Senate Holds Up Interior Nominations
In a move to force Interior Secretary Ryan Zinke to meet about the Trump administration’s controversial national monuments review, Senate Minority Whip Dick Durbin (D-IL) sent Zinke a letter saying, “Please let the secretary know that while my colleagues and I await his scheduling decision, my hold on Department of the Interior nominees will continue.”
GAO Releases Report on Costs of Climate Change
The Government Accountability Office released a report on Oct. 24 on the economic impacts of climate change. This report found that climate-related impacts have already cost the federal government billions of dollars and that these costs will likely rise in the future. Specifically, the report identifies over $350 billion spent by the federal government in the last decade on disaster assistance programs and losses from flood and crop insurance. It does not include the fiscal impacts of the recent hurricanes and wildfires. House Science Committee Chairman Lamar Smith (R-TX) raised concerns about the GAO’s reliance on a non-peer reviewed study and sent a letter to the head of GAO requesting an explanation for the report’s conclusions. A spokesperson for the group producing the study used in the GAO report said it had been subjected to thorough review.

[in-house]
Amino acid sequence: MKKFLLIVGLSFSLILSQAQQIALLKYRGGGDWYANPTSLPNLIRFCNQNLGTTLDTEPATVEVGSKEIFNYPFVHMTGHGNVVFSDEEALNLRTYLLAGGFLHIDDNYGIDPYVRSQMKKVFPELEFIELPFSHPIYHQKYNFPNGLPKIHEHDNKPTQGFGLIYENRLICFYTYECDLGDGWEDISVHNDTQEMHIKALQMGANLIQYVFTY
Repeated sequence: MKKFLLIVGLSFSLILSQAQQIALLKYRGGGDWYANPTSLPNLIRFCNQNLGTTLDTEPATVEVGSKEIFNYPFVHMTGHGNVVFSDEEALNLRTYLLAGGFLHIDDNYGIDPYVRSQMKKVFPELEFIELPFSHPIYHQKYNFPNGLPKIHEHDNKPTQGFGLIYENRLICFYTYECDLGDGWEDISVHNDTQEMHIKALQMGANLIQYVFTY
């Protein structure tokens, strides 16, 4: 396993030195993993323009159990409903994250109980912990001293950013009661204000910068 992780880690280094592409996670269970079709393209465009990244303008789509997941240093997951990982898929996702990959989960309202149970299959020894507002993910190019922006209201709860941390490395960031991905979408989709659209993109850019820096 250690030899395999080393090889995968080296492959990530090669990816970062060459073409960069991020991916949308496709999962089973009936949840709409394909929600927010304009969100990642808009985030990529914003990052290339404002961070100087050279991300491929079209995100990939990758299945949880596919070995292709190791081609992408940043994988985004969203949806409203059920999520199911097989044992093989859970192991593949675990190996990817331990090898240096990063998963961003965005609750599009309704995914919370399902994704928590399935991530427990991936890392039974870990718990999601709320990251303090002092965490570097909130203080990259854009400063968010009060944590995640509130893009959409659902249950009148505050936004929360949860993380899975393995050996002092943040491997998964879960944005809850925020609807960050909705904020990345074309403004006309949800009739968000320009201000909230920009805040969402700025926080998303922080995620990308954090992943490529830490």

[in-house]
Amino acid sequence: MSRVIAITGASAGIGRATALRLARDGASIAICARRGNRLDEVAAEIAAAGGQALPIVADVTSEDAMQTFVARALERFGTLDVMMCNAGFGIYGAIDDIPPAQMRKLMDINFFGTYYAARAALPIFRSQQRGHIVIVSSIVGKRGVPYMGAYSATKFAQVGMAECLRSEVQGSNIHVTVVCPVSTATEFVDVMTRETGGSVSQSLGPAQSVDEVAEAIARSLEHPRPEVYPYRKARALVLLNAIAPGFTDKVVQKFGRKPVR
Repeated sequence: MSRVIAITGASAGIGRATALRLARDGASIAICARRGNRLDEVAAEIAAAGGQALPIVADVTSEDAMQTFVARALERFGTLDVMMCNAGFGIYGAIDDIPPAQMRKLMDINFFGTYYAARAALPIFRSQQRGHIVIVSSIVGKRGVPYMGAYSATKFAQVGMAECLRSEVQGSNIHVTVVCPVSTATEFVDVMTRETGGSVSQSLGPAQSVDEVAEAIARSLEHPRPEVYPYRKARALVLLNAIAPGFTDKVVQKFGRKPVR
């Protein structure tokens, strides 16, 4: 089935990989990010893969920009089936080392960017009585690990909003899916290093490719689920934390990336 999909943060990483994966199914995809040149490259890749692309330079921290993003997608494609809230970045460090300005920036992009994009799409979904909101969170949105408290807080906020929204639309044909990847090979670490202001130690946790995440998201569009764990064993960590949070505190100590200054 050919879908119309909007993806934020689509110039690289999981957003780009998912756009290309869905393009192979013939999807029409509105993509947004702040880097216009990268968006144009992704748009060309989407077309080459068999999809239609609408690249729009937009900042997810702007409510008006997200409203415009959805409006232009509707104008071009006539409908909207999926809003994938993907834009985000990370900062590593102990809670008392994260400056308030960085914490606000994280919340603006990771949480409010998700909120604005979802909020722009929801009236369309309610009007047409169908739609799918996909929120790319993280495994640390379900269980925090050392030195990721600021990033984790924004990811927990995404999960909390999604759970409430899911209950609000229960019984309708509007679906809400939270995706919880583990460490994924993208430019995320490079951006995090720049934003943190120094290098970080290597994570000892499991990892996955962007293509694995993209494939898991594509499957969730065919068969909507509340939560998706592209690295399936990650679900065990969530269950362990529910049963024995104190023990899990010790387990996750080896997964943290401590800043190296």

US Withdraws from UNESCO
The Department of State announced in October that the US was withdrawing from the UN Educational, Scientific, and Cultural Organization (UNESCO), the UN’s main cultural and educational agency and only specialized organization with a science mandate, at the end of 2018. In announcing the decision, the State Department cited financial concerns and an anti-Israel bias as justification for withdrawal but stated that the US wants to remain engaged as a non-member observer state. However, the decision has raised concerns among the scientific community that US withdrawal from UNESCO would negatively impact international scientific cooperation.
EPA Nominees Advance
On Oct. 25, the Senate Environment and Public Works Committee approved four nominees for EPA positions, including Michael Dourson to lead EPA’s chemical safety program, Bill Wehrum as assistant administrator for air and radiation, Matthew Leopold for general counsel, and David Ross to lead the office of water. Dourson’s nomination especially has met opposition because of his existing ties to industry. In addition, it was revealed last month that Dourson, as well as other nominees, has already been working at the EPA as an advisor. In response to this revelation, committee Democrats sent a letter to Dourson expressing concern about the work that he is doing at the agency and asking for additional information.
House Committee Explores Geoengineering
On Nov. 8, the House Science, Space, and Technology Subcommittees on Environment and Energy held a hearing titled “Geoengineering: Innovation, Research, and Technology” to assess the status of geoengineering research and explore potential innovation. The hearing stayed away from arguments over whether human activity is the driver of global warming and instead focused on emerging technologies that could make geoengineering a tool to curb impacts. Several committee members, including Rep. Suzanne Bonamici (D-OR), emphasized that geoengineering should not be viewed as the only solution, and mitigation and adaptation strategies should be the priority.
Alaska Governor Signs Climate Change Strategy